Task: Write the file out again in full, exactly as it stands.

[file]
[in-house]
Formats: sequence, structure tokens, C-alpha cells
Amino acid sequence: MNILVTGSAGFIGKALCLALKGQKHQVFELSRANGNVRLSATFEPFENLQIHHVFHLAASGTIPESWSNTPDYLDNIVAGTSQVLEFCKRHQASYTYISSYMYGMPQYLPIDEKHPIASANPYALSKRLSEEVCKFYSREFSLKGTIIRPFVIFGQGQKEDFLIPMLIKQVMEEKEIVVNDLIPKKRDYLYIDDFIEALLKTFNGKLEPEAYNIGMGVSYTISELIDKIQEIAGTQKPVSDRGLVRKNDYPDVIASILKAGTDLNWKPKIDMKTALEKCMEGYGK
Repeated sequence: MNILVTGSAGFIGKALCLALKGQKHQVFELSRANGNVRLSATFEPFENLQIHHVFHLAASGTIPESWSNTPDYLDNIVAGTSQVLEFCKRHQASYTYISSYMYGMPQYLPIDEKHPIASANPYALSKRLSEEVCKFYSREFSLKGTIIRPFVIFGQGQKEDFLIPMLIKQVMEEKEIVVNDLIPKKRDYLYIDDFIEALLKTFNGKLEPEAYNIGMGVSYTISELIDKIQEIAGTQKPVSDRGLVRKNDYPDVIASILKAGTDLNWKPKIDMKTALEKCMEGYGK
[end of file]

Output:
[in-house]
Formats: sequence, structure tokens, C-alpha cells
Amino acid sequence: MNILVTGSAGFIGKALCLALKGQKHQVFELSRANGNVRLSATFEPFENLQIHHVFHLAASGTIPESWSNTPDYLDNIVAGTSQVLEFCKRHQASYTYISSYMYGMPQYLPIDEKHPIASANPYALSKRLSEEVCKFYSREFSLKGTIIRPFVIFGQGQKEDFLIPMLIKQVMEEKEIVVNDLIPKKRDYLYIDDFIEALLKTFNGKLEPEAYNIGMGVSYTISELIDKIQEIAGTQKPVSDRGLVRKNDYPDVIASILKAGTDLNWKPKIDMKTALEKCMEGYGK
Repeated sequence: MNILVTGSAGFIGKALCLALKGQKHQVFELSRANGNVRLSATFEPFENLQIHHVFHLAASGTIPESWSNTPDYLDNIVAGTSQVLEFCKRHQASYTYISSYMYGMPQYLPIDEKHPIASANPYALSKRLSEEVCKFYSREFSLKGTIIRPFVIFGQGQKEDFLIPMLIKQVMEEKEIVVNDLIPKKRDYLYIDDFIEALLKTFNGKLEPEAYNIGMGVSYTISELIDKIQEIAGTQKPVSDRGLVRKNDYPDVIASILKAGTDLNWKPKIDMKTALEKCMEGYGK